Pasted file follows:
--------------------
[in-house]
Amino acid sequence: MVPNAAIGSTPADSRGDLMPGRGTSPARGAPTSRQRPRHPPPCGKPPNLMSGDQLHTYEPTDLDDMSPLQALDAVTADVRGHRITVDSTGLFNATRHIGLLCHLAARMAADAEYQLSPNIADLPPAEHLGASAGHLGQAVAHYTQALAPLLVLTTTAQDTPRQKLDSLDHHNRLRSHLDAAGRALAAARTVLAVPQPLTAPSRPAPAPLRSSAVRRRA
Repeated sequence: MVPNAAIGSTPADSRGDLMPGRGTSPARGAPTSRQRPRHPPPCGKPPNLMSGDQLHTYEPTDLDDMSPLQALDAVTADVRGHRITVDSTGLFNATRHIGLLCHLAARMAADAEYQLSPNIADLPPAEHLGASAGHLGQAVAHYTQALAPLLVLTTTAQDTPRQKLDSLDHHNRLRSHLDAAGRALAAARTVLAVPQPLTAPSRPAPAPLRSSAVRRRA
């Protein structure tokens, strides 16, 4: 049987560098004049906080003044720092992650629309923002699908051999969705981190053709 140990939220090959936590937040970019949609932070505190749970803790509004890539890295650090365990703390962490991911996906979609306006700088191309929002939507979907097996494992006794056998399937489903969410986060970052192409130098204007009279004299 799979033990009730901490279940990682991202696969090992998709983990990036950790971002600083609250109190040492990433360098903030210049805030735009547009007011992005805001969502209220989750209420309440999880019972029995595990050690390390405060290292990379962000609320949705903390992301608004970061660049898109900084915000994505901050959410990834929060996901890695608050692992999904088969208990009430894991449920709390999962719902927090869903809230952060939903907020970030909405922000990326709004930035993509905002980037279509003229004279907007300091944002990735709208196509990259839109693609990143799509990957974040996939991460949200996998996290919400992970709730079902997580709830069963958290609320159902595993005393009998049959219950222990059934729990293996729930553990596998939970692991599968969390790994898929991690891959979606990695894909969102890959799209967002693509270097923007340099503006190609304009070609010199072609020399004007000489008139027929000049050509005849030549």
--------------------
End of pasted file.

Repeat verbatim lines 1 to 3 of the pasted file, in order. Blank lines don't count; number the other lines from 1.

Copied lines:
[in-house]
Amino acid sequence: MVPNAAIGSTPADSRGDLMPGRGTSPARGAPTSRQRPRHPPPCGKPPNLMSGDQLHTYEPTDLDDMSPLQALDAVTADVRGHRITVDSTGLFNATRHIGLLCHLAARMAADAEYQLSPNIADLPPAEHLGASAGHLGQAVAHYTQALAPLLVLTTTAQDTPRQKLDSLDHHNRLRSHLDAAGRALAAARTVLAVPQPLTAPSRPAPAPLRSSAVRRRA
Repeated sequence: MVPNAAIGSTPADSRGDLMPGRGTSPARGAPTSRQRPRHPPPCGKPPNLMSGDQLHTYEPTDLDDMSPLQALDAVTADVRGHRITVDSTGLFNATRHIGLLCHLAARMAADAEYQLSPNIADLPPAEHLGASAGHLGQAVAHYTQALAPLLVLTTTAQDTPRQKLDSLDHHNRLRSHLDAAGRALAAARTVLAVPQPLTAPSRPAPAPLRSSAVRRRA